The North Atlantic Treaty Organisation has undergone a profound change, says Edward Spalton. In its new association with the EU , he argues, NATO is no longer a purely defensive alliance but a force which may be used for forcing questionable western values on other states.

When the troubles first started in Yugoslavia, reporting was fairly even-handed. The atrocities of all sides were shown. Gradually the media became gleichgeschaltet (as Dr. Goebbels would have put it) or “on message” as New Labour would have it: only the Serbs were demonised then. The defining moment was Germany’s recognition of Croatia before any of the normal criteria for full diplomatic relations existed  – settled government, recognised frontiers etc. The rest of the EU states, having vigorously opposed such a move, shuffled into line as part of the EU Common Foreign Policy. From this point the waters became ever muddier.

The Bosnian and Kosovo tragedies followed as night follows day.

As the intervention developed, the UN dropped out and NATO changed its character utterly, in contradiction of its own charter.

In concert with the developing Western European Union (the supranational armed forces of the European Union) it ceased to be a defensive alliance, protecting the sovereignty of its members and became an imperial entity, waging its first war of conquest.

The American, British and mainland Western European peoples have not yet fully grasped the enormity of this metamorphosis. Yet they are all now pieces in the Great Game being played with their countries by the unaccountable, undemocratic, supra-national new agencies of New NATO and the EU.

Throughout the past 50 years until very recently, there were few institutions which seemed more beneficent and protective than NATO. It was a purely defensive alliance in which members agreed to come to each other’s aid if attacked. Just how they did that was up to them. Most came into the NATO command structure, but the French left it, knowing that the rest would still come to their aid: having their cake and eating it as usual.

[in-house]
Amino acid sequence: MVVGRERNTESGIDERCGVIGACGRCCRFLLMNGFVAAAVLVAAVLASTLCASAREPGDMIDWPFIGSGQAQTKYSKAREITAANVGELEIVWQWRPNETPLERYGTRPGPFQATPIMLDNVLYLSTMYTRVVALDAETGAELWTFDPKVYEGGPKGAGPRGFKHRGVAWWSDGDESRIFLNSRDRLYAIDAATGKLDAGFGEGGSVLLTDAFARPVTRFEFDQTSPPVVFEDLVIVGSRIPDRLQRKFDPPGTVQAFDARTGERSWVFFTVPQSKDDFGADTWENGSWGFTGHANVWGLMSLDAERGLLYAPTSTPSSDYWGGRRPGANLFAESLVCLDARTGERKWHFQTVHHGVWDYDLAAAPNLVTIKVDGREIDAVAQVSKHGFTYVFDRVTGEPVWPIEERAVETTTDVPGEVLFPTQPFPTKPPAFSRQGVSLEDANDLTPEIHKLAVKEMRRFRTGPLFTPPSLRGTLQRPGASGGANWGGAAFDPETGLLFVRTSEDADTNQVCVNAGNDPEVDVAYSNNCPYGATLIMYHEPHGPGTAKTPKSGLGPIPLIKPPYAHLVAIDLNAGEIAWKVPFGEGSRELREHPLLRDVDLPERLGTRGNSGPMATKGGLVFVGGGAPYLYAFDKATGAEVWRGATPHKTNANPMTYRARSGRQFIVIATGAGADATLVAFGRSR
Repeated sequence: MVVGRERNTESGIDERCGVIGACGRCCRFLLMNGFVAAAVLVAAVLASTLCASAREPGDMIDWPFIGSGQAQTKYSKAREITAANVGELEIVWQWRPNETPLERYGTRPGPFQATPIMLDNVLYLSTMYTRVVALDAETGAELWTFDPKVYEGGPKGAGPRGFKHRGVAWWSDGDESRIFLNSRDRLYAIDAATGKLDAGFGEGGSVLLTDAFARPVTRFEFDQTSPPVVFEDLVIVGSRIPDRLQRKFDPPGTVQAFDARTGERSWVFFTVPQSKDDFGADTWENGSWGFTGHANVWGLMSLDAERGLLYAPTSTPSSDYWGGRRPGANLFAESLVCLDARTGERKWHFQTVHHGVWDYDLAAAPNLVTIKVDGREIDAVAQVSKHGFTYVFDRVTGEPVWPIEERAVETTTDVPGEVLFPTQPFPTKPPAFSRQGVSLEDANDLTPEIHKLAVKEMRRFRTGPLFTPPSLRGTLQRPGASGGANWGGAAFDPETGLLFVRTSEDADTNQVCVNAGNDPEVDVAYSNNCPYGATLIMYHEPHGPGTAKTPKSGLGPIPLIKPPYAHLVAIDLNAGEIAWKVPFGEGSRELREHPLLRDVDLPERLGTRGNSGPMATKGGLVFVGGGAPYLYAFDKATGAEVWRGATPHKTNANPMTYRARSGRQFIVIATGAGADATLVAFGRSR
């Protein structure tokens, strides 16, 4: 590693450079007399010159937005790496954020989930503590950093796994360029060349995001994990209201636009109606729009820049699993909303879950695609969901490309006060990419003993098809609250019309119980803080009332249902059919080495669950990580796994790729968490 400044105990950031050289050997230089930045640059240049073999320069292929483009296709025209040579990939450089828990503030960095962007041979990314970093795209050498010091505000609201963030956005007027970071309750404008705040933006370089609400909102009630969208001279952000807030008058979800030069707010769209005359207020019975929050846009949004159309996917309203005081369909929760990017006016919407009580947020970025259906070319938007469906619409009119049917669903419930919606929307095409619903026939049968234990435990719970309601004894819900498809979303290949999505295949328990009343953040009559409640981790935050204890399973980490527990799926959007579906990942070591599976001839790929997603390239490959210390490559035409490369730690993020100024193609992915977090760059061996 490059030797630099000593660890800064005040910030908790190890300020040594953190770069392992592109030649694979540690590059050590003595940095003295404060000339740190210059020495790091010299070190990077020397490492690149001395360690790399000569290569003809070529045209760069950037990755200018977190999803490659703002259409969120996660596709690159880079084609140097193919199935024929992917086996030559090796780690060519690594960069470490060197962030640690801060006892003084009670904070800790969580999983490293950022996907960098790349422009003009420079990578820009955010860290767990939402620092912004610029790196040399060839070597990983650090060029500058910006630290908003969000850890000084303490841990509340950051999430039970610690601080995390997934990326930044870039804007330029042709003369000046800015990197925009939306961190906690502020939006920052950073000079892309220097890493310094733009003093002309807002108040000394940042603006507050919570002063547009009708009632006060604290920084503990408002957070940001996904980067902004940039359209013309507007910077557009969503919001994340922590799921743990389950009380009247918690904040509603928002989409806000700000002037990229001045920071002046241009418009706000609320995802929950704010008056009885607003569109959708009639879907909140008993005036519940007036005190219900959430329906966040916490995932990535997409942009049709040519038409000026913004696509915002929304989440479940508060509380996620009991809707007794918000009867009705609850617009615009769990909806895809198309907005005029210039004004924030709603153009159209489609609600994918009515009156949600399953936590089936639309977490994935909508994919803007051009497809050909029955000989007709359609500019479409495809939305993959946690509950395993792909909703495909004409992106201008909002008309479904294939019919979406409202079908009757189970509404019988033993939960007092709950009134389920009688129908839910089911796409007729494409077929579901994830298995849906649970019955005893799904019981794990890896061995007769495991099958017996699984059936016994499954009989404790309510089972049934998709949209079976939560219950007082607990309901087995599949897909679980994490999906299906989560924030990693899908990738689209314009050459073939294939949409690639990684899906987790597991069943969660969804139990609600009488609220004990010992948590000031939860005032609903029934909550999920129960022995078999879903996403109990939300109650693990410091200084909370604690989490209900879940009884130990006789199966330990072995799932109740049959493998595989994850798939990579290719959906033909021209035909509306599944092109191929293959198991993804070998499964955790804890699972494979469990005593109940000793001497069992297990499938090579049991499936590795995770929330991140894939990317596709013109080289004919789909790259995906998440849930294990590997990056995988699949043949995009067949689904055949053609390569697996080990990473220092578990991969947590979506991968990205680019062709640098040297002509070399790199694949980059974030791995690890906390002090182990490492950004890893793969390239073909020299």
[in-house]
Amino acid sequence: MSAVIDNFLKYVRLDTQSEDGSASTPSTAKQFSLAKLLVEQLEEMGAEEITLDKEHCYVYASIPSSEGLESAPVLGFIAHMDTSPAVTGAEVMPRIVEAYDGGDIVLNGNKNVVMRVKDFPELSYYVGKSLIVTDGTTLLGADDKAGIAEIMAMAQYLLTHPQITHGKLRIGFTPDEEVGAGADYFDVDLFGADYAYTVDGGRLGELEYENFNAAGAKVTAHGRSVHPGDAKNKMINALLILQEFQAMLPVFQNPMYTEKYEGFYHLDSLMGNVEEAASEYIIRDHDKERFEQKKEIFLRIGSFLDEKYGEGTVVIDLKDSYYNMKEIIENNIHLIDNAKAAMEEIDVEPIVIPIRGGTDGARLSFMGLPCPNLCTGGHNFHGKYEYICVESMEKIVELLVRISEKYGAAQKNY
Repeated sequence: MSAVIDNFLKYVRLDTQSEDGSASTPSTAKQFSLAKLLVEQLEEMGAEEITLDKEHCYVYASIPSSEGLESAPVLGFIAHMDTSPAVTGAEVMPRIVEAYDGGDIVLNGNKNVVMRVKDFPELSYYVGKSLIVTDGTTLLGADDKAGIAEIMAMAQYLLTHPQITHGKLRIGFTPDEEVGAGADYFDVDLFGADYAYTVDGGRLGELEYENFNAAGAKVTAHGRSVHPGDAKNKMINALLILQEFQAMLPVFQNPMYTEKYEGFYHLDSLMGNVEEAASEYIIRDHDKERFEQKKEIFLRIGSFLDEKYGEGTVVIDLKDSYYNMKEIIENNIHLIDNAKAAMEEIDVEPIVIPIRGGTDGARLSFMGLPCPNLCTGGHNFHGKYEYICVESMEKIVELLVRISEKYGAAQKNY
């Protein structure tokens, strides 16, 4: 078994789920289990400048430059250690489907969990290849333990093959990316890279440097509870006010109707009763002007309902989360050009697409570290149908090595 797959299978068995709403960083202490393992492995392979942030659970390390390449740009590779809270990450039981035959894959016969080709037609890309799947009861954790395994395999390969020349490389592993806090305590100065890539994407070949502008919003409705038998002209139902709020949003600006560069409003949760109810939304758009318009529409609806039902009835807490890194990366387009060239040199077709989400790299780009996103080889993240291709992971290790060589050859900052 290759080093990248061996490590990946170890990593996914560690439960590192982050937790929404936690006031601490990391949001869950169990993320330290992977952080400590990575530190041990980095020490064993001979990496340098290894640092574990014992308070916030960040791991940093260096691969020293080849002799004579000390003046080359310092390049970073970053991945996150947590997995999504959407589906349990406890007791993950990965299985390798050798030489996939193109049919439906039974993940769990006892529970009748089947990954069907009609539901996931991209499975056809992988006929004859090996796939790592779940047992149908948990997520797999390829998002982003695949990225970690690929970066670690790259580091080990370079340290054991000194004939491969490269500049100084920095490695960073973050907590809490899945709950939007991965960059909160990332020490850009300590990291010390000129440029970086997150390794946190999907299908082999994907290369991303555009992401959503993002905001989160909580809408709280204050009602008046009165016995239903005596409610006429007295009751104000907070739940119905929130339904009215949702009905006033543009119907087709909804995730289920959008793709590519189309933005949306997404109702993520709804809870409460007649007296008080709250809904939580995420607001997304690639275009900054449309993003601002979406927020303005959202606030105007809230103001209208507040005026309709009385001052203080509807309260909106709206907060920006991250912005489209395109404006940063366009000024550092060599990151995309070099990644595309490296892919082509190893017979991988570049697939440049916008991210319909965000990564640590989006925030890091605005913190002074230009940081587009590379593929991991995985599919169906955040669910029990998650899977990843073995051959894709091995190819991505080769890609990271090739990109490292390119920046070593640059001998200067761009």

Nonetheless it kept the Soviets from carrying out Mr. Kruschev’s stated intention: “We will bury you”. The Marshals of the Red Army, who frequently proclaimed their indifference to the prospect of countless millions of casualties, were deterred by the clout of this united front, backed by the might of America and steadfastly supported by Britain and Canada. Mainland Europe owes Old NATO two generations of peace and deliverance from totalitarian rule.

This was nothing to do with the European Union, which did not exist when NATO was formed. From its inception the EU worked to destroy the sovereignty of European democracies (rather more effectively than the Red Army, as it turned out).

NATO was often cited as an example of “pooling” sovereignty, as in the EU, but this was never true. It was an organisation of sovereign states co-operating under international law for a limited purpose. It contained provision that states might leave by giving notice to other members (unlike the EU). There was no NATO Commission and there were no NATO Directives over-ruling members’ domestic laws.

Since the end of the Cold War, NATO has changed its character beyond recognition. It is no longer purely defensive but has arrogated to itself the right to go adventuring in other states. At its 50th anniversary celebrations, Tony Blair proclaimed a new doctrine which would justify NATO invading territory from the Atlantic to the Urals and beyond in defence of “peace” “democracy” “stability” or “human rights”. More or less any state in the world of second rank or less could qualify for the treatment, if it was not in the good books of Tony and his cronies.